Who am I?

I have to start this blog with a confession. Nothing too shocking but I must state that I have never been very supportive of women’s days and women’s groups. In fact, I have actively avoided having anything to do with them. But I am starting to question that strident position.

I was brought up in a very modern household in many ways. It may have been the 1970s and my mum and dad had traditional roles. Mum stayed at home to raise the two daughters and dad ran his own business. It was anything but a traditional upbringing. My mum taught us from a young age that both daughters could do anything they put their minds to. My parents never ever said ‘but you can’t you’re a girl’.

This led to some interesting moments. I had guns as well as teddy bears, I played on the primary school football team as the only girl, and I would stand my ground in any argument with anyone no matter what sex. Growing up I had some sympathies for the feminist perspective although I could never be as militant as many in the 1980s.

Years on from that I still have the same approach. I rarely identify myself as a woman, rather I am me and that has served me well. So, why do we need an International Women’s Day?

In recent months I have become increasingly concerned about the views of women that are being played out on a daily basis. On Twitter there is the constant stream of worrying real-life scenarios that are published by @everydaysexism. We still live in a world where Page 3 topless women are acceptable in a national newspaper. The attitudes of the men on the documentary India’s Daughter are shocking.

Around the world and close at home women are still facing a struggle to be treated as individuals, human beings. I find it incomprehensible that during my more than 40 years we haven’t progressed further. How can it be acceptable that there is still such a significant pay gap and that this has been identified in the very profession I work for. I am very grateful to the Chartered Institute of Public Relations for highlighting this inequality in a recent report. (Read about it here http://www.cipr.co.uk/content/policy-resources/policy/gender-balance-and-equal-pay)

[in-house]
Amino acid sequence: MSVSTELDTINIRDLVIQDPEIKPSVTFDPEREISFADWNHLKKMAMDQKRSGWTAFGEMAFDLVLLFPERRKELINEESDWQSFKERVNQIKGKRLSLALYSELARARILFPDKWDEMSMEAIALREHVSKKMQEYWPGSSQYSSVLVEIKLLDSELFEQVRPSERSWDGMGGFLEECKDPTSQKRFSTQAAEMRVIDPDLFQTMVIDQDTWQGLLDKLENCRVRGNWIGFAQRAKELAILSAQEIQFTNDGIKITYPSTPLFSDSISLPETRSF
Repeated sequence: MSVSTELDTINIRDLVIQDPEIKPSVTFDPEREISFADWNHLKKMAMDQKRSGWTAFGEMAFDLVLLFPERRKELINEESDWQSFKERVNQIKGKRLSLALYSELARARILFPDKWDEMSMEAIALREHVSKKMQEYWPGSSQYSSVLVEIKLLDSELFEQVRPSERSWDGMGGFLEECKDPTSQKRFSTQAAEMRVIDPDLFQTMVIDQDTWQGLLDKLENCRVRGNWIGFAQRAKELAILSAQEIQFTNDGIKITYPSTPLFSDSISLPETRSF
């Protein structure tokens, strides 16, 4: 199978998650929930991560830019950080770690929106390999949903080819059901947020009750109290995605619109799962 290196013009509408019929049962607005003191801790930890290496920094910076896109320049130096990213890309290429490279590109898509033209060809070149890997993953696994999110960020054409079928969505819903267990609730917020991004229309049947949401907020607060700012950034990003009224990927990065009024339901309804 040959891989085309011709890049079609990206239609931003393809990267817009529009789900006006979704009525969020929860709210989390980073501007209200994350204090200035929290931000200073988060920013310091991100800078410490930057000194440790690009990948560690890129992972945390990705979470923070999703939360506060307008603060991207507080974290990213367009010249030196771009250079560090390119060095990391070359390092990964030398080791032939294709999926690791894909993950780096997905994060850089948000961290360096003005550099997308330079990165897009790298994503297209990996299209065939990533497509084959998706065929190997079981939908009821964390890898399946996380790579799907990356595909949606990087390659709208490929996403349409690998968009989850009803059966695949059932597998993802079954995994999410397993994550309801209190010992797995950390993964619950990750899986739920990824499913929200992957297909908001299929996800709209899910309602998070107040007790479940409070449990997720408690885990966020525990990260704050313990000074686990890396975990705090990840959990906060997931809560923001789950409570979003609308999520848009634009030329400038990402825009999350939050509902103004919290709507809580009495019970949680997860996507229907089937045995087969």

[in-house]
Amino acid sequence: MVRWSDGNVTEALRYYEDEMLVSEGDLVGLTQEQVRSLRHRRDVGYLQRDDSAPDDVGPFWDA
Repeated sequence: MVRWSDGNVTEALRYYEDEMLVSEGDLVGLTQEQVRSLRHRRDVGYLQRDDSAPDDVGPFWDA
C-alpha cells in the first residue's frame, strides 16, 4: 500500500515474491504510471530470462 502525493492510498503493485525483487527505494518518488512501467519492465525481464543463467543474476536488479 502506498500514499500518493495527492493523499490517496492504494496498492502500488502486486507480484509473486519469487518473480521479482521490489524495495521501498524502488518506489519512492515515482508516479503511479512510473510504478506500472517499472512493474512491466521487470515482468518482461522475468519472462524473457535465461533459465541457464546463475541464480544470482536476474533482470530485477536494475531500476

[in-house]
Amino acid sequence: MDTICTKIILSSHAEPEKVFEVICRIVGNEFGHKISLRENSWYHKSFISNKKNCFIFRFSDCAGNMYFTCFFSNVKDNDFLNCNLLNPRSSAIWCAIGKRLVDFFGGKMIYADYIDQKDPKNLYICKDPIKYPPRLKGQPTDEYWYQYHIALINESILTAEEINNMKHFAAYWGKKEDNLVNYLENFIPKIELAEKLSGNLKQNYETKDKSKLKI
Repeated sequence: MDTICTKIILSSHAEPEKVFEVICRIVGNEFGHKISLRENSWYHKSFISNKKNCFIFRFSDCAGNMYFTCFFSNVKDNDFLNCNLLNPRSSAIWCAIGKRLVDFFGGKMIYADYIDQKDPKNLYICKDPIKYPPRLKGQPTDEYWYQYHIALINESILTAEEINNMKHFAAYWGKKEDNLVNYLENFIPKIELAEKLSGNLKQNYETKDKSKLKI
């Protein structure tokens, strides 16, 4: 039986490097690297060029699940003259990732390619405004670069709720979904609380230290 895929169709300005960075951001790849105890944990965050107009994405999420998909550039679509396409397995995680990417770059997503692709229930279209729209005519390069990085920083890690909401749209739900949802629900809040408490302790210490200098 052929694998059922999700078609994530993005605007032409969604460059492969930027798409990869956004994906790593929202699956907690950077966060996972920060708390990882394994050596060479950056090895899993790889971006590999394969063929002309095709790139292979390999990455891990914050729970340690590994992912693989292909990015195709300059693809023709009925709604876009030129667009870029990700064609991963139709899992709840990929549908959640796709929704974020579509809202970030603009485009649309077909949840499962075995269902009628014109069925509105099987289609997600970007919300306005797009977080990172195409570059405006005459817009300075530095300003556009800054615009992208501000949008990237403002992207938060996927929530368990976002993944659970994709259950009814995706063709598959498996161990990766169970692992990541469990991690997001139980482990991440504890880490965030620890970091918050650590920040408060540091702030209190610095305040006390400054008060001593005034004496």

Today then is International Women’s Day. For me it is not about one sex being better than another, it is about us all being individual human beings. I still believe I am capable of achieving whatever I want to without being held back because of my gender. I see today as something for those women who have not been as fortunate and are living with oppression, fear and inequality. Happy International Women’s Day and let us make it a day that becomes unnecessary in the future.

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3 Responses to Who am I?

  1. pamelawelsh says:

    For me, feminism is the fight for equality. I’ve always defined as a feminist, even though I know that people shy away from the term. Unfortunately, I think the culture in our country, as well as many others, still doesn’t pitch women on a par with men. I don’t think I’m lucky – I’ve worked really hard to get where I am and I’ll be honest and say that my gender hasn’t played a part in that. But I really worry about the underlying currents. I went to a talk last week where a really senior, fascinating Cambridge professor was talking about the fact that, on official university literature, they made a distinction between male and female academics. Let’s say John Smith was a professor and so was Judith Jones. They would write Professor J Smith. Professor J Jones (f). This is problematic because a) it assumes that all professors are men unless stated otherwise and b) why does it matter?

    So in short, I think that there is a need for feminism now as much as there ever has been


  2. Like your blog Amanda – found via Twitter #smallbizhour – I have always felt exactly the same as you but then I watched a documentary last week on Hilary Clinton called Women in Power – she made a speech in the 1990s at the UN Women’s Conference in Beijing. Also interview with Madeleine Albright ex US Ambassador and Sec of State. Only 8 of the 183 heads of state in the UN are still women. We haven’t got very far since her speech in the 1990s.
    We think other countries, potentially less developed countries are anti-women, but there are lots of highly talented women in the world. Why not let a few more into power? Or at least encourage and support them to get into power.
    Watch the documentary if you get a chance!


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